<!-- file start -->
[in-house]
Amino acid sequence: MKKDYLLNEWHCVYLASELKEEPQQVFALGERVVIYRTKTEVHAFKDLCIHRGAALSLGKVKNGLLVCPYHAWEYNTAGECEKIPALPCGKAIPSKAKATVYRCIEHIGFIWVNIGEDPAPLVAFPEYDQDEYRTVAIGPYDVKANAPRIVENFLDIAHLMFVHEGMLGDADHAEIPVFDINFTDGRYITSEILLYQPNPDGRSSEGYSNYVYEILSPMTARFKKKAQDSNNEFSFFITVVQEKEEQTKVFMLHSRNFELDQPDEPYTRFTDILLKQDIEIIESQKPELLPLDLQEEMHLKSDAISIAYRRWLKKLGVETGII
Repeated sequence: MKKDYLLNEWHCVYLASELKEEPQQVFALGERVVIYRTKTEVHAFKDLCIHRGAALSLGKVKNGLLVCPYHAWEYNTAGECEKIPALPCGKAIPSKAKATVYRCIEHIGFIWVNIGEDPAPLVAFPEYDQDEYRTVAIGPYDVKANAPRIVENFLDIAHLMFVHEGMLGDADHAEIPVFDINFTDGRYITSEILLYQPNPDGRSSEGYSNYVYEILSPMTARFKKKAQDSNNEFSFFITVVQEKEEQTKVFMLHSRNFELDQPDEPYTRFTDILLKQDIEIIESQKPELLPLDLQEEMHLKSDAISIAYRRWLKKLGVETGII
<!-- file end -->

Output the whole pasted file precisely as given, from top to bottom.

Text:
[in-house]
Amino acid sequence: MKKDYLLNEWHCVYLASELKEEPQQVFALGERVVIYRTKTEVHAFKDLCIHRGAALSLGKVKNGLLVCPYHAWEYNTAGECEKIPALPCGKAIPSKAKATVYRCIEHIGFIWVNIGEDPAPLVAFPEYDQDEYRTVAIGPYDVKANAPRIVENFLDIAHLMFVHEGMLGDADHAEIPVFDINFTDGRYITSEILLYQPNPDGRSSEGYSNYVYEILSPMTARFKKKAQDSNNEFSFFITVVQEKEEQTKVFMLHSRNFELDQPDEPYTRFTDILLKQDIEIIESQKPELLPLDLQEEMHLKSDAISIAYRRWLKKLGVETGII
Repeated sequence: MKKDYLLNEWHCVYLASELKEEPQQVFALGERVVIYRTKTEVHAFKDLCIHRGAALSLGKVKNGLLVCPYHAWEYNTAGECEKIPALPCGKAIPSKAKATVYRCIEHIGFIWVNIGEDPAPLVAFPEYDQDEYRTVAIGPYDVKANAPRIVENFLDIAHLMFVHEGMLGDADHAEIPVFDINFTDGRYITSEILLYQPNPDGRSSEGYSNYVYEILSPMTARFKKKAQDSNNEFSFFITVVQEKEEQTKVFMLHSRNFELDQPDEPYTRFTDILLKQDIEIIESQKPELLPLDLQEEMHLKSDAISIAYRRWLKKLGVETGII